"I was unsure of you," laughs Heather McEntire, glancing to her right at friend and frequent collaborator Jenks Miller, more than half a decade after they first met. McEntire worried Miller was pretentious. "You know that. You can be very guarded. I was judging him, I'm sure he was judging me."
In the last five years, though, there's been little room for guarding or judging. Since they forged a friendship while working together at Schoolkids Records on Franklin Street in 2005, the pair have worked together on a horde of projects—two bands, a night club and a record label, which has had a banner year.
Miller and McEntire met through their respective bands, which shared a gig on Halloween at a Chapel Hill house show. McEntire was then in the duo Bellafea, while Miller played drums in another duo, In The Year Of The Pig. McEntire, who was hired at Schoolkids first, recommended Miller for the job behind the counter. He was intrigued.
"She had really cool hair, even cooler than it is now," he says. "And she used to dress a lot more weird, and she had really long hair then, in these long kind of pigtail-y things that looked like a Colonial soldier. She would wear these frilly shirts and vests."
"It was an identity crisis," McEntire concedes, palming her now-shorter hair from her forehead. The job soon spawned a friendship.
"We were pretty inseparable," McEntire says. Their relationship began to enable new ways for both musicians to explore new sounds, first when McEntire shared a collection of pop songs she'd been writing and which wouldn't work in the context of Bellafea's spiky post-punk. Miller played drums, and the pair became Un Deux Trois.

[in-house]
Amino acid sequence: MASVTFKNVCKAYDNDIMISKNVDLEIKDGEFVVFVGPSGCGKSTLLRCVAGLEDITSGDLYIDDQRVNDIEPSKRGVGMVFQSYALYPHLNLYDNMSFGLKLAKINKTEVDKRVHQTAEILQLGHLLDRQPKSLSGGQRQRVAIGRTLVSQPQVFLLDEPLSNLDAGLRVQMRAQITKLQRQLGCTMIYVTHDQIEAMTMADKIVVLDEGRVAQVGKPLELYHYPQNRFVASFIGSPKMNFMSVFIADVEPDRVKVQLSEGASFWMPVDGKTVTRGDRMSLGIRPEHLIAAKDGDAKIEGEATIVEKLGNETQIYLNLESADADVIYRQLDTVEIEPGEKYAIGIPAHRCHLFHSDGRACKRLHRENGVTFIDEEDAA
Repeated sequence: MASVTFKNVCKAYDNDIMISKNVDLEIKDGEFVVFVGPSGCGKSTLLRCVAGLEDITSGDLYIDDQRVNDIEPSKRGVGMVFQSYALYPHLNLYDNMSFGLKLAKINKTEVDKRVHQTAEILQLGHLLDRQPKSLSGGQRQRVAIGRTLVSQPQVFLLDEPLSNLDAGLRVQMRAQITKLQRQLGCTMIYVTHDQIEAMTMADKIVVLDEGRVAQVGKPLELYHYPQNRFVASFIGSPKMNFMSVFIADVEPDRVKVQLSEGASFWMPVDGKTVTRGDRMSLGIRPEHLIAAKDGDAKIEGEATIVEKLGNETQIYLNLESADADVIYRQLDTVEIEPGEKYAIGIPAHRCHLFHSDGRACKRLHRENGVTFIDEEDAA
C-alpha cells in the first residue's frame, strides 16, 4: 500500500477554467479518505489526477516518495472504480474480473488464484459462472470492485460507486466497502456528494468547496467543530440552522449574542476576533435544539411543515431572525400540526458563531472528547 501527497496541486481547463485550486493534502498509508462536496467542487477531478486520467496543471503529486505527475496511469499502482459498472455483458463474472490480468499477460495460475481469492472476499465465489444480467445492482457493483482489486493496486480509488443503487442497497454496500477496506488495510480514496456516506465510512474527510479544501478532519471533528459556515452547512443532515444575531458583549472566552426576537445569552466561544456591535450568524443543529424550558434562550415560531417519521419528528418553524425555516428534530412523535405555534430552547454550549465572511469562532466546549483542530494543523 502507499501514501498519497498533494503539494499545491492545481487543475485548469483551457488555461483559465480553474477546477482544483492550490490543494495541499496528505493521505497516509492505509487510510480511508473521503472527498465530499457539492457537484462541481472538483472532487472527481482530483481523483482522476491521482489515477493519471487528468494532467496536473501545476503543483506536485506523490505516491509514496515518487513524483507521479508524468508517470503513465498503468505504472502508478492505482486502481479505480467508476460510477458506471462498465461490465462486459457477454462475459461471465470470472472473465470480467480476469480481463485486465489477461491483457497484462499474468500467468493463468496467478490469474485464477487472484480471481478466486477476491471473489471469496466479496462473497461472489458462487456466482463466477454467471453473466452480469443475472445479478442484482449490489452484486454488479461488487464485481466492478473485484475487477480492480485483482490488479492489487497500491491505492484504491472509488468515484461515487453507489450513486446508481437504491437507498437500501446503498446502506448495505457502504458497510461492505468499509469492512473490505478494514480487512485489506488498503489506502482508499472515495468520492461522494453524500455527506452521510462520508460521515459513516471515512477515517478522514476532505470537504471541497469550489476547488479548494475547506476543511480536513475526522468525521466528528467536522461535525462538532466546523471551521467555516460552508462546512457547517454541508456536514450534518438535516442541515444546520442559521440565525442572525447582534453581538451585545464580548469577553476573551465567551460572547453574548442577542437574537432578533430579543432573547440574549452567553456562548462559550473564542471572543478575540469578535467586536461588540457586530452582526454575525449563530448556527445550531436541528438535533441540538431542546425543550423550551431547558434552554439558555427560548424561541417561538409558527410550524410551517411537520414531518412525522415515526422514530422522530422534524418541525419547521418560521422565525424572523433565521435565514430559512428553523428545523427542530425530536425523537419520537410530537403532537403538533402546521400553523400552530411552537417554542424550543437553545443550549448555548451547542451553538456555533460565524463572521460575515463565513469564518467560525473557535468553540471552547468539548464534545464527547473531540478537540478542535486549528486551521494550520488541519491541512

And when the trio had an EP recorded, Miller and McEntire decided to start a record label to put it out. "I think it was on a shift, like we had a break or something, and we walked across the street and we talked about starting a label together," Miller remembers. "It was a very explicit conversation."
Upon returning to work, they bought a domain—holidaysforquince.com, named for McEntire's deceased puppy, Quince. They wanted to support and promote their own projects, as well as to highlight the sounds of local artists they saw and heard in the region. Between 2007—when Un Deux Trois' Lovers EP was released—and 2010, Holidays For Quince released seven titles, ranging from the Technicolor psych-pop of Violet Vector and the Lovely Lovelies to the red clay sludge of Caltrop and The Curtains of Night. But, in 2010, the label kind of exploded, doubling its catalog with another seven strong releases. There was, at least, the titanic full-length from kraut-metal conglomerate In The Year Of The Pig, and the recorded debut of Miller and McEntire's latest collaboration, Mount Moriah. Holidays For Quince released the third album from blues-rock duo The Moaners, who signed with the upstart after departing Yep Roc Records, and the second from both the gently psychedelic Filthybird and the bruising post-hardcore trio Monsonia.
As the year's output illustrates, Holidays For Quince has always focused more on documenting its region than any specific sound. Where most of the Triangle's labels are easily identified by certain aesthetic markers, Holidays For Quince dares to embrace a sonic diversity that could seem burdensome.
"It's just as much of a statement to say 'We're just focusing on this particular area of North Carolina,'" says Miller. "To me, that's much more meaningful."